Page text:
A resplendent biography of the “most notorious writer of his day.”
There’s no shortage of books about the life of Jonathan Swift (1667-1745), but this one might just dissuade others from writing another—if Leo Damrosch’s excellent 2013 biography didn’t already do so. (Stubbs acknowledges Damrosch’s achievement.) In this monumental biography, Stubbs (Reprobates: The Cavaliers of the English Civil War, 2011, etc.) presents a classic man-and-his-times narrative, recounting in remarkable detail the complex life Swift led as an orphan born in Dublin who lived mostly in England but returned to Ireland in 1713 as a “reluctant rebel.” He was fond of saying that he was “stolen from England when a child and brought over to Ireland in a band-box.” Stubbs’ Swift is a practical joker who rarely smiled and possessed a “commanding, patriarchal air.” Drawing extensively on Swift’s writings and the histories of the time, Stubbs recounts the author’s upbringing by a “well-connected family,” fine education, and employment in England as a secretary for a retired diplomat, Sir William Temple. It was then that he met the young Esther Johnson, who would be his friend for life and help him deal with his life-long vertigo, tinnitus, and nausea. Stubbs disputes rumors that he secretly married her. While in England, Swift demonstrated his “power as a fabulist” and master satirist, penning The Battle of the Books and A Tale of a Tub. He begrudgingly returned to Dublin to serve as dean of St. Patrick’s Cathedral, where he churned out anonymously written, scathing political pamphlets, the bleak and sardonic masterpiece A Modest Proposal, and Gulliver’s Travels, a “phenomenon.” Stubbs’ in-depth analysis of the vast cultural impact of Swift’s many works is impressive, as are his portraits of Swift’s literary acquaintances. This astute portrait of a complicated man who wanted to defend his homeland and to “vex the world rather than divert it” is truly masterful.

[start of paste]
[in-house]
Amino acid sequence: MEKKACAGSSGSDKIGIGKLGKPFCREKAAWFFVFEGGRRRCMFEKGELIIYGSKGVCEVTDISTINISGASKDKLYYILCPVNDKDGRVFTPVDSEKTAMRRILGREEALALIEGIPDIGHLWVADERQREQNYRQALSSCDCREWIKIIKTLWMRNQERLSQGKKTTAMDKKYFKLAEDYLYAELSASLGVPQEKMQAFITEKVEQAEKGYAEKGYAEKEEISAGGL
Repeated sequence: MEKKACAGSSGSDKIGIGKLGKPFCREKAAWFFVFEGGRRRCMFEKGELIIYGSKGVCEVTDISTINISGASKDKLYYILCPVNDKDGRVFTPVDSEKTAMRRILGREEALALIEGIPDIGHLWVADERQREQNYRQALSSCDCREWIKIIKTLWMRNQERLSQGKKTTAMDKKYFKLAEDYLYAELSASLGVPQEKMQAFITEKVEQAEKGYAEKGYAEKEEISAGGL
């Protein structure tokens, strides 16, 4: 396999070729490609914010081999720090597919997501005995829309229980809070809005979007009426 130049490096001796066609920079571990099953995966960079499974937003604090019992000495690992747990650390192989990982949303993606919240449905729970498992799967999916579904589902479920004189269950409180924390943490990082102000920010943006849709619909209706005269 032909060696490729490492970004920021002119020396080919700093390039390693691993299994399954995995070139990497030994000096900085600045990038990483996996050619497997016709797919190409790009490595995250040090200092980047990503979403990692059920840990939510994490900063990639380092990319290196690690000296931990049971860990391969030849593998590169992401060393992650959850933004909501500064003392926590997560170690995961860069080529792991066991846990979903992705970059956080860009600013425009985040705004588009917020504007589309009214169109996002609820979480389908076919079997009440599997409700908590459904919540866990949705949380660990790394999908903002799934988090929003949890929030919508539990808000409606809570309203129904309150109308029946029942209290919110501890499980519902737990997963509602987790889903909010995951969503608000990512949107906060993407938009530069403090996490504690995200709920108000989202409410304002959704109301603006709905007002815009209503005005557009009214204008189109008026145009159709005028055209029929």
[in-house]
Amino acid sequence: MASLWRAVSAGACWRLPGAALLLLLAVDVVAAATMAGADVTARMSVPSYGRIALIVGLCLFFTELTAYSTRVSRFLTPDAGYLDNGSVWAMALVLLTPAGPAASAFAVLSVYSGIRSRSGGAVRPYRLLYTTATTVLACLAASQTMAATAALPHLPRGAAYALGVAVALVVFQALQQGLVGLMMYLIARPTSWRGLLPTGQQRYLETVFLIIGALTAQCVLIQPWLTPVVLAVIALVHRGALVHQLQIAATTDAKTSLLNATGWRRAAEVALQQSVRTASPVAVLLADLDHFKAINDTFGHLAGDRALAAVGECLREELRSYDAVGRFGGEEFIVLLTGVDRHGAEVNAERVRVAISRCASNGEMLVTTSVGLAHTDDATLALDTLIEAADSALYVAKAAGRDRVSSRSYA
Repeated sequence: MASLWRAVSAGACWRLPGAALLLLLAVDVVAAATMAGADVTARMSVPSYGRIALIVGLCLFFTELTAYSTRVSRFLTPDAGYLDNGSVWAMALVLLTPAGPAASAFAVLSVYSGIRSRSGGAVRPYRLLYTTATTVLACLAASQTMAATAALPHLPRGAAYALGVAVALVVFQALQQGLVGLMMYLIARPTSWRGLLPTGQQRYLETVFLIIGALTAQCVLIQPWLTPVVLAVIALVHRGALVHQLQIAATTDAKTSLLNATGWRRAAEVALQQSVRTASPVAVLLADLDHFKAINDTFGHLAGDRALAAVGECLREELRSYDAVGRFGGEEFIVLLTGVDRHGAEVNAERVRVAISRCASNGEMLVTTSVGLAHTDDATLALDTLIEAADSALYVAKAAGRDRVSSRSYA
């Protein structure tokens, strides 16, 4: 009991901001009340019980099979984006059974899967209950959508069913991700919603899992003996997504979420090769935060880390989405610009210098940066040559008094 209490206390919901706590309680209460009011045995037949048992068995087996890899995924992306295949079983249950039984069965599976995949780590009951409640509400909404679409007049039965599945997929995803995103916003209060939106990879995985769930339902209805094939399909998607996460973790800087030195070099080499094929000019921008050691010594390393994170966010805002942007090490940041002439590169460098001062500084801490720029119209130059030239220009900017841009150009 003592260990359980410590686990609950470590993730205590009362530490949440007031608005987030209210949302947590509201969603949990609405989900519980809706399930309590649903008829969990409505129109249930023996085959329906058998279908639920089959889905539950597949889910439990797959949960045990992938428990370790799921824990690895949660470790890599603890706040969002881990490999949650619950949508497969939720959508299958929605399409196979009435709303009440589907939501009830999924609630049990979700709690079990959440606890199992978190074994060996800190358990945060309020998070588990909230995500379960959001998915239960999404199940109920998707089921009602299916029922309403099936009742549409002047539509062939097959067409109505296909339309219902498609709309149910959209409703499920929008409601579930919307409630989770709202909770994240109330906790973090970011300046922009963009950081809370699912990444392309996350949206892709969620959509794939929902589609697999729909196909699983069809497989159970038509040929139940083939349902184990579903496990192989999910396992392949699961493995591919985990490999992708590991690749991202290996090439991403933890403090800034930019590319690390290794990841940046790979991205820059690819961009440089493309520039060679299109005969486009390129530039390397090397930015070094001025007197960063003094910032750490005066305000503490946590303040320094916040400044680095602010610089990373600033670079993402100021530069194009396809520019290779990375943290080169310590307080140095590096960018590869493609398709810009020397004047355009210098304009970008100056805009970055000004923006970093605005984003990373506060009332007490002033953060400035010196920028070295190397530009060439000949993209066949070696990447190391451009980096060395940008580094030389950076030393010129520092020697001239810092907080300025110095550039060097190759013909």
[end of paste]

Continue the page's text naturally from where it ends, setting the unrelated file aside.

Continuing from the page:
A rich and sweeping story superbly told.